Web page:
it as a sham," but adds that the
Wheeler "crowd" had a his-
tory of "discouraging other
blacks from participating" on'
the board.
POLICY BOARD leaders,
while admitting a "certain in-
fluence" on the rest of t h e
members, deny that they have
discouraged participation from
others in the black community,
Citizen participation in Model
Cities cannot be called a suc-
cess at this point in the face

of such very low interest in Pol-
icy Board elections, whatever
the reasons for it. To write citi-
zen participation off as a total
failure, however, would be to
ignore all the contributions that
have been made by citizens on
the Policy Board and the con-
trolling boards of the operating
agencies.
The basic question of the Mod-
el Cities "experiment" has not
been answered, however. There
has never been any doubt that
a group of private citizens can
make recommendations, f o r
such groups do constantly. The
question is whether private citi-
zens, especially those without
professional training and ex-
pertise, can efectively control
a complex program which af-
fects their lives.
REPUBLICANS like Fair-
banks seem to be implicitly an-
swering 'no' when complaining
that professionals within t h e
Model Cities area are not being ,
asked to participate.
For DeGrieck, however, t h e
answer is obvious. "If you give
people the power, they will use
it," he asserts. "But neither the
city nor HUD ever intended to
permit much citizen participa-
tion. Perhaps it was doomed
from the start."

(ContinUed from Page 1)
as 300 persons may have been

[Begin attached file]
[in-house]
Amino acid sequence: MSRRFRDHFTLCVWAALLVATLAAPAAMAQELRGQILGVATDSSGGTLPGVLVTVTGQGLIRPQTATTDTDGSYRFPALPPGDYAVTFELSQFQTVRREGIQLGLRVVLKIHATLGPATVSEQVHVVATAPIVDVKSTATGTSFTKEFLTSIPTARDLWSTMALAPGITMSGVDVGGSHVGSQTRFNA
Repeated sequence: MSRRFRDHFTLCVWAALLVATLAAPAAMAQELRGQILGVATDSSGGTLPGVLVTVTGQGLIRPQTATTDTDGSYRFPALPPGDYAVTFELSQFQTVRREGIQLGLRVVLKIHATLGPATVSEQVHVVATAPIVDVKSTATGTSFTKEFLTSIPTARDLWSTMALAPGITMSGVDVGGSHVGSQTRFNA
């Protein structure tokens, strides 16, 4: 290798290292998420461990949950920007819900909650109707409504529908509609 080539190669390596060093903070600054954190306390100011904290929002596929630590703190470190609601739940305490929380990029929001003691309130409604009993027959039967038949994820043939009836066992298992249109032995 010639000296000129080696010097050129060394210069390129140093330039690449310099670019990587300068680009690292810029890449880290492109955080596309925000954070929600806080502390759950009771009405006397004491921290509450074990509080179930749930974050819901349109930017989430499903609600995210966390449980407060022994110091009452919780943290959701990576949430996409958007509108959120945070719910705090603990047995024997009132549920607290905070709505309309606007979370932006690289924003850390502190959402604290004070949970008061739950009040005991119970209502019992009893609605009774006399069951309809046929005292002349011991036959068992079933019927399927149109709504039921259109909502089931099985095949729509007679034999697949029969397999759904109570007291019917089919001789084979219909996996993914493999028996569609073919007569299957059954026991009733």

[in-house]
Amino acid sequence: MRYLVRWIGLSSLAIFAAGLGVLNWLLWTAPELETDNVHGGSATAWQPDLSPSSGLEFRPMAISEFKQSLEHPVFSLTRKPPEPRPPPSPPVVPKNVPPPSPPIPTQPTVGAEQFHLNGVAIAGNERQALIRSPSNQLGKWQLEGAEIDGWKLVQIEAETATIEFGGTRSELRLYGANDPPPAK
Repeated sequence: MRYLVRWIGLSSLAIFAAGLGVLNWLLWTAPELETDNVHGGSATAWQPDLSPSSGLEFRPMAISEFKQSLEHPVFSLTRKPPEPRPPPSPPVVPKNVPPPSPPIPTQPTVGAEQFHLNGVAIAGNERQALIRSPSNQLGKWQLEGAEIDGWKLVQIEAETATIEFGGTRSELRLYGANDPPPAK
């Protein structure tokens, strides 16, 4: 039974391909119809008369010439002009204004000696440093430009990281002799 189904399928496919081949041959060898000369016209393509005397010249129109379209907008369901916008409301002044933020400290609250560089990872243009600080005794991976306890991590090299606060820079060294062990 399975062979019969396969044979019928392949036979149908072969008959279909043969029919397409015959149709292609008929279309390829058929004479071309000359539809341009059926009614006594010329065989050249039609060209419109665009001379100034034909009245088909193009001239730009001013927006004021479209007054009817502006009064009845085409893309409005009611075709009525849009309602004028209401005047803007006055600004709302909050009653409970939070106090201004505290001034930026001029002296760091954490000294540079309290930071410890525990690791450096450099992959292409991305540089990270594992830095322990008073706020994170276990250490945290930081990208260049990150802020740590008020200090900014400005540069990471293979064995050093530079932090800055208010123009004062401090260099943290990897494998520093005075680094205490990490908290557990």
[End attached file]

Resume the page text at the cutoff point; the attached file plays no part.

killed or wounded in the com-
plex. .
A doctor at a hospital in Sidon
said 50 casualties were brought
in there and 11 of the victims
were dead on arrival. "Many
other casualties were taken to
another hospital in the city, but
JEWTISH
CHORAL
GROUP
Do you like to sing?
Want to learn some
Jewish music?
There ore now
openings in our
Jewish Choral Group.
Come Sunday at
7:30 p.m. to HILLEL
1429 Hill or call
Ellen Katz, 769-9575

I don't know how many," the
doctor said.
IN CAIRO, Egyptian Foreign
Minister Ismail Fahmy warned
that Arab states could not stand
idly by in the face of "Israeli
acts of agression."
And in Washington, the White
House said of the Arab attack
on Maalot and the Israeli re-
taliatory strikes: "Continuing
cycles of violence of this sort
can only obstruct the achieve-
ment of a peaceful settlement of
the Middle East."
Despite the Israeli air strikes
into Lebanon, Secretary of State
Henry Kissinger flew as sched-
iled to Damascus yesterday and
held long discussions with Sy-
rian President Hafez Assad in
a continuing effort to bring
about a troop disengagement.
along the Israeli-Syrian front.
KISSINGER admitted earlier
to reporters that the Maalot
attack "at a minimum . .
will- cause some delay" in the
negotiations. On the flight from
Tel -Aviv to Damascus senior
U.S. officials did not brief news-
men as had been customary in
previous trips between the two
capitals.

I

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--